Philosophical Individualism

From Critiques Of Libertarianism
Jump to: navigation, search

Individualism is merely one viewpoint in an enormous hierarchy of viewpoints ranging from Planck length to the universe. Individualism as a tenet of a philosophy transforms that philosophy into a Procrustean bed that cannot model the real world well, because the real world is not based on individuals.

See also Individualism in the list of Libertarian Propaganda Terms.

Some viewpoints in the hierarchical levels of the universe:

particles
    atoms
        molecules
            organelles
                cells
                    tissues
                        organs
                            individuals
                                families
                                    societies
                                        species
                                            ecology
                                                planetary surface
                                                    planet
                                                        solar system
                                                            galaxy
                                                                universe
                                                                    multiverse

Individualist philosophers seem blind to the basic importance of evolution to philosophy: that individuals are products of evolution. This makes their philosophy as quaint and incorrect as geocentric cosmology. It is only by insisting that individuals are the center of the universe that they can arrive at heavenly spheres such as "natural rights".

Links

A Dim View of Libertarianism, Part II: The Myth of Social Atomism [More...]
The liberal replies that this denial of the very existence of “society” and “the public” is reductionism, plain and simple – what the Brits call “nothing-buttery.” It is comparable to saying that Hamlet is “nothing but” words, that Beethoven’s music is “nothing but” notes, that the Mona Lisa is “nothing but” pigments on canvas, and that the human brain is “nothing but” cells and electro-chemical events.
Atomism [More...]
"Private property was an innovation (and a very useful one) granting some individuals greater rights in regards to some resource than anyone else. But being granted to an individual by their social group, it is quite naturally subject to revocation by the group and to whatever other conditions the group puts upon its possession. Such as, for instance, "You may have control over this land, and the proceeds you earn from using it, on the condition that you return 10% of those proceeds to the group.""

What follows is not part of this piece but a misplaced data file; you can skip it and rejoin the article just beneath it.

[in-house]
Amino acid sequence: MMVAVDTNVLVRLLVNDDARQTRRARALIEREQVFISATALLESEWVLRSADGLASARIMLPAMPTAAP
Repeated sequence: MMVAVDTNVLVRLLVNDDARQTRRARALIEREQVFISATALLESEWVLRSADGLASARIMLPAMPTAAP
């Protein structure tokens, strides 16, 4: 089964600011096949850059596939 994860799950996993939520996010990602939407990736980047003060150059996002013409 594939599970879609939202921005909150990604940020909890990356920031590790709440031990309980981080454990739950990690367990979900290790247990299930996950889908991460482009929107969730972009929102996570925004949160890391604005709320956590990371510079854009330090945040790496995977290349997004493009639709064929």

Libertarians’ reality problem: How an estrangement from history yields abject failure
"The libertarian tradition fundamentally misunderstands human life. No wonder its adherents get politics so wrong. [...] libertarianism cannot provide a coherent account of our capacity for choice. It presents freedom as its central concern, conceptually and normatively, but is indifferent to the conditions that nurture and sustain it."
Must Macroeconomic Theories Have Microfoundations? [More...]
Cosma Shalizi explains at length why the answer is "not necessarily". Undermines arguments for methodological individualism of Austrian Economics.
Ten Modes of Individualism-- None of Which Works-- And Their Alternatives [More...]
Individualism comes in at least 10 modes, with flaws and merits for each. It is argued that systemism has all the virtues and none of the defects of individualism and holism.
There's no such thing as society… only individuals and families. (4 links)
This famous Margaret Thatcher quote is philosophical twaddle. The same principle then applies to government, corporations, religions, etc. It is based on the unscientific and fallacious claim that individuals are the only valid level of analysis, common to the methodological individualism of Austrian Economics.

Quotations

[W]e have now sunk to a depth at which the restatement of the obvious is the first duty of intelligent men.
George Orwell, "Review of Power: A New Social Analysis by Bertrand Russell"